Figure 5. Oxalic acid induces reducing conditions that correlates with the dampening of the host oxidative burst.

Detached leaves of roGFP plants were infiltrated with either H2O or 10 mM KOA buffered to pH 7, and were examined for GFP fluorescence (Top two panels) over a time-course (0, 3, 6, and 12 hours). The same leaves were also stained for superoxide production (Bottom two panels) with nitro-blue tetrazolium (NBT).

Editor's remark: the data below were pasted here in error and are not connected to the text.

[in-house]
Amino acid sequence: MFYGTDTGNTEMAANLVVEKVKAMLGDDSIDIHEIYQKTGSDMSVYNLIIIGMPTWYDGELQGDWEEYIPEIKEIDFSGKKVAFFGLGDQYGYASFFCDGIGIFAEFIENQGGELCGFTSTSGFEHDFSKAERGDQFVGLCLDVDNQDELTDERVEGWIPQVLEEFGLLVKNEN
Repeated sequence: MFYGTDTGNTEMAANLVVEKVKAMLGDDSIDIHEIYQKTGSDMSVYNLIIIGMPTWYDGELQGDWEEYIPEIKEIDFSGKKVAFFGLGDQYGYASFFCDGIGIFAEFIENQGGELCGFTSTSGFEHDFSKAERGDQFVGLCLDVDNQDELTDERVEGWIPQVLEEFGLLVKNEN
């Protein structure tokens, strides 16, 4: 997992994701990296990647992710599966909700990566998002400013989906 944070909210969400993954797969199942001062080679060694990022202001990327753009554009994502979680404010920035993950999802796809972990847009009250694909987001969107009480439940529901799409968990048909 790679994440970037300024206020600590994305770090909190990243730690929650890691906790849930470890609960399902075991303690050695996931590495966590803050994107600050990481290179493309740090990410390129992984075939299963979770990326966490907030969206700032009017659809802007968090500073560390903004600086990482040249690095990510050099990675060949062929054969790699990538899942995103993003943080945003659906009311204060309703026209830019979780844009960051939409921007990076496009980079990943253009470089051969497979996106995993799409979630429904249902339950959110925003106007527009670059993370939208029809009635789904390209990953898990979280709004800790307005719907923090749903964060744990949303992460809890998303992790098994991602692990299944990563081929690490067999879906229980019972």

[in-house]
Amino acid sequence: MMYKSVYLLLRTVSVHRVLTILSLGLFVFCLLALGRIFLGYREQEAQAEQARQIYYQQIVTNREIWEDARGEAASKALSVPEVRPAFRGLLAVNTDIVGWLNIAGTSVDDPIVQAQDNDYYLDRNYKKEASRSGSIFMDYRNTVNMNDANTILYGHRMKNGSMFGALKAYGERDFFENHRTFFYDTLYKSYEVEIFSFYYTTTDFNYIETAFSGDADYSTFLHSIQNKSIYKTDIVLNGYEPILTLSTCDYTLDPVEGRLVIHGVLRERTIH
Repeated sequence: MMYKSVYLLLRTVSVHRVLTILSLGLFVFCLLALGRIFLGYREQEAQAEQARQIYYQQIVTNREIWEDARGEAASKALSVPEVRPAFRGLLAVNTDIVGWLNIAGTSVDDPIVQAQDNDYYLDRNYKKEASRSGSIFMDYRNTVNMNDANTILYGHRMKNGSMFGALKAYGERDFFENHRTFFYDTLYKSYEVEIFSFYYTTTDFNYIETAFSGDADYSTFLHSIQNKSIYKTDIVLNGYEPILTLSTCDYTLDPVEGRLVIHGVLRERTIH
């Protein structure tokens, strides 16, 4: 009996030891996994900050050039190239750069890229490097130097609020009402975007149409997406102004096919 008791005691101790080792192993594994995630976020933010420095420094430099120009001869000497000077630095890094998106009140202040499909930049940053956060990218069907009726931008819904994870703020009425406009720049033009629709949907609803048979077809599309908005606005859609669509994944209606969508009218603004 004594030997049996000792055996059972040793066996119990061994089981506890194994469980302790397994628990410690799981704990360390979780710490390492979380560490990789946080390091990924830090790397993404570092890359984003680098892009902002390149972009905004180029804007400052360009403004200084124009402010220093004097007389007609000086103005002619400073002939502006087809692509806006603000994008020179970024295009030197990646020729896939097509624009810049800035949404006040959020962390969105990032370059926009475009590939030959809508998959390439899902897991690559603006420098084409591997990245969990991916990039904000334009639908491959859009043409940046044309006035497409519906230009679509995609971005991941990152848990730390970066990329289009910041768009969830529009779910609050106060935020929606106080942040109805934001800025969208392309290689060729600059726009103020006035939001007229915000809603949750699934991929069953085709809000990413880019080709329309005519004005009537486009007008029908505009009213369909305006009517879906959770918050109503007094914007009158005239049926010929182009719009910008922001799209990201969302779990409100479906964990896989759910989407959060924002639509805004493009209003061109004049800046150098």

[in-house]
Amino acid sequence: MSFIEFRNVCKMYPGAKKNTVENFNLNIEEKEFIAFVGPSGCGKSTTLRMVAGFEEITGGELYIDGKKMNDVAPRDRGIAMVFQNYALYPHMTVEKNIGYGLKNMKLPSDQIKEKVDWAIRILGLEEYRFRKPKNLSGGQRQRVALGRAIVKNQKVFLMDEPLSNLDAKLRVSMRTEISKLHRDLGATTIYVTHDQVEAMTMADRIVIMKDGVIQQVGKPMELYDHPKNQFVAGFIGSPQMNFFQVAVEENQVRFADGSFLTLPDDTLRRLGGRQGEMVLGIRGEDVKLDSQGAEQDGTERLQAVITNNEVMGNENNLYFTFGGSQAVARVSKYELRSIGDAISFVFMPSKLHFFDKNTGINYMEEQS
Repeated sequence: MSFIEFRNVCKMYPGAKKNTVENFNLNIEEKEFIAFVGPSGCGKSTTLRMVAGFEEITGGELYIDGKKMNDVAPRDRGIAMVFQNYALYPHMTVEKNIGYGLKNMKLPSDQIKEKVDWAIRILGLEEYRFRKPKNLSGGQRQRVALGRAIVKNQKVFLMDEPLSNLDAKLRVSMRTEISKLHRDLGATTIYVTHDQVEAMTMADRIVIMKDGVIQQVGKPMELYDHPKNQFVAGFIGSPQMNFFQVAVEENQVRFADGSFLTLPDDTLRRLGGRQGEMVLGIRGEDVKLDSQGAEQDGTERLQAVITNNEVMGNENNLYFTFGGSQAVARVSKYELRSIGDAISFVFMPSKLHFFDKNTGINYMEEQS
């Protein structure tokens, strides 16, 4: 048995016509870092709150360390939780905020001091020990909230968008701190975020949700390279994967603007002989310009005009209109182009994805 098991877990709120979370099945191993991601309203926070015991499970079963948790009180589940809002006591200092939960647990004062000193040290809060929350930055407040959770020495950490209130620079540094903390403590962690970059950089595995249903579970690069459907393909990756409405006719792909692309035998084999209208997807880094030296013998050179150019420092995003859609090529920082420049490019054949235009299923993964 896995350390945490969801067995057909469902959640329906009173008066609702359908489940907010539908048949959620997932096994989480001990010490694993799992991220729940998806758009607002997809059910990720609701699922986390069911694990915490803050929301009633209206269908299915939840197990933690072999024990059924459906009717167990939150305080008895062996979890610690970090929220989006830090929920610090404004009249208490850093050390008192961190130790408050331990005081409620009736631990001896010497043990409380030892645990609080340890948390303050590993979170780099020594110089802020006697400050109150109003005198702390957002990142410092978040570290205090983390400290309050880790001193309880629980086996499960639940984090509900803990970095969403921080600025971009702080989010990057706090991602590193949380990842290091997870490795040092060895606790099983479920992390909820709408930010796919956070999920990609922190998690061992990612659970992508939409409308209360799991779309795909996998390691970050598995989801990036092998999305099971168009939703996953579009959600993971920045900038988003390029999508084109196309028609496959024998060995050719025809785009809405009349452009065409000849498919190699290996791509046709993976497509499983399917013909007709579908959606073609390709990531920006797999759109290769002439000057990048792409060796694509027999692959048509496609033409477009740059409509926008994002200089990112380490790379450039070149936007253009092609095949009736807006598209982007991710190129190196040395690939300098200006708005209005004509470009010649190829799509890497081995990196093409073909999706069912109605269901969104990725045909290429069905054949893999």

In contrast to GFP expression, NBT staining detected low levels of superoxide at 0 hours post-infiltration, however, this also occurred for the water control and is more likely a result of injury during the infiltration process rather than elicitation of oxidizing conditions. In comparison to the water controls, ROS levels in the KOA infiltrated samples were reduced 3 hours post-infiltration. These results are in agreement with the ro-GFP time-course that demonstrated reducing conditions in leaf cells as early as three hours post-infiltration (Figure 5). There were slight differences in the ROS levels between the water controls and KOA samples 6 hours post-inoculation. However, 12 hours post-infiltration, there was a consistent and reproducible increase in NBT staining for the KOA infiltrated sample in comparison to the water control. These observations are in accordance with our previous studies that showed strong DAB staining in leaves 24 hours post OA treatment [12]. The NBT-staining results suggest that following the initial OA induced reducing environment, oxidizing conditions prevail in the cell. We have previously shown that direct OA treatment of plant tissue induces ROS and plant cell death; both of which can be inhibited chemically [12].